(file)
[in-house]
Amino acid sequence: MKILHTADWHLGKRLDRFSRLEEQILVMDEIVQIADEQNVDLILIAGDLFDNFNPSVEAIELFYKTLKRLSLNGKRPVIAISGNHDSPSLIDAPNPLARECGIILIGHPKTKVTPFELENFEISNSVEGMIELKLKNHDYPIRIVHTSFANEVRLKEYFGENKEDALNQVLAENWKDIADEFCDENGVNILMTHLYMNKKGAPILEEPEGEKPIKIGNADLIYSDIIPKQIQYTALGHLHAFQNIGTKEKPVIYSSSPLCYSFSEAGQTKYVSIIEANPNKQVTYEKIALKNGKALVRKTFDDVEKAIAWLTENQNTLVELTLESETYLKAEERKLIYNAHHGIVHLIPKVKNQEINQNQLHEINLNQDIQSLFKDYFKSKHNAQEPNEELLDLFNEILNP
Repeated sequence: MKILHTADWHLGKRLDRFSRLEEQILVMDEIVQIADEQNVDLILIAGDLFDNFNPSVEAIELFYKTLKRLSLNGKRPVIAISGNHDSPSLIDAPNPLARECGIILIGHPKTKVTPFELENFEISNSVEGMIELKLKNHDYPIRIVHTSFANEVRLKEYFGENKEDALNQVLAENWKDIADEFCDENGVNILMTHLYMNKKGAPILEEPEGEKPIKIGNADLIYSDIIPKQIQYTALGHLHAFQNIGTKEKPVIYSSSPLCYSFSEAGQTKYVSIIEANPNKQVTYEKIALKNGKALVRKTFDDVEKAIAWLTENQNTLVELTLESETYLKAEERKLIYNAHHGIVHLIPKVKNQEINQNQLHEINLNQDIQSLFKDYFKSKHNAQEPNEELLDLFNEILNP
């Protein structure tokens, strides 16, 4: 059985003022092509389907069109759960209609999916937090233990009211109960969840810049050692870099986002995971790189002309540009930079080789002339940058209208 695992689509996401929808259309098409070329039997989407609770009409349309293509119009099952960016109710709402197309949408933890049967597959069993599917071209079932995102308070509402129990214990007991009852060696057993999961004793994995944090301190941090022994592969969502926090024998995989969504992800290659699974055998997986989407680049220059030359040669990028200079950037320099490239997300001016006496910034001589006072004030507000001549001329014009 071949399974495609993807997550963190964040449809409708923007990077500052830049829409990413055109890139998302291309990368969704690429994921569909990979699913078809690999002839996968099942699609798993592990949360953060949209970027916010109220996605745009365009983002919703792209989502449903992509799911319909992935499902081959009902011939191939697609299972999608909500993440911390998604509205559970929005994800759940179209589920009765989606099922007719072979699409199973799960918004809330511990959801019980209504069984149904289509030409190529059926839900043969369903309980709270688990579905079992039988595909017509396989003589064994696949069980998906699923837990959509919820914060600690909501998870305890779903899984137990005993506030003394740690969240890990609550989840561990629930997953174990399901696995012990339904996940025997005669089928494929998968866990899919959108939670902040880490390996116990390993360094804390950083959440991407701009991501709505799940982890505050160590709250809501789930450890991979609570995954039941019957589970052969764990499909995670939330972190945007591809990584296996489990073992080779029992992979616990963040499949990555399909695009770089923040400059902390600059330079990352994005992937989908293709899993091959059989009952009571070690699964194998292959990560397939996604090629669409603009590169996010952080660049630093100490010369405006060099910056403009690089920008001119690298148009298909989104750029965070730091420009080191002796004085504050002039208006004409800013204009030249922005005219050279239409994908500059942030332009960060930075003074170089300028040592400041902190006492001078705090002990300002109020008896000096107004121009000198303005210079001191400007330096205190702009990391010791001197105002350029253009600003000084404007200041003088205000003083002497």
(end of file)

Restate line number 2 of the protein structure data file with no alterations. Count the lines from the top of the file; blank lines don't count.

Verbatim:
Amino acid sequence: MKILHTADWHLGKRLDRFSRLEEQILVMDEIVQIADEQNVDLILIAGDLFDNFNPSVEAIELFYKTLKRLSLNGKRPVIAISGNHDSPSLIDAPNPLARECGIILIGHPKTKVTPFELENFEISNSVEGMIELKLKNHDYPIRIVHTSFANEVRLKEYFGENKEDALNQVLAENWKDIADEFCDENGVNILMTHLYMNKKGAPILEEPEGEKPIKIGNADLIYSDIIPKQIQYTALGHLHAFQNIGTKEKPVIYSSSPLCYSFSEAGQTKYVSIIEANPNKQVTYEKIALKNGKALVRKTFDDVEKAIAWLTENQNTLVELTLESETYLKAEERKLIYNAHHGIVHLIPKVKNQEINQNQLHEINLNQDIQSLFKDYFKSKHNAQEPNEELLDLFNEILNP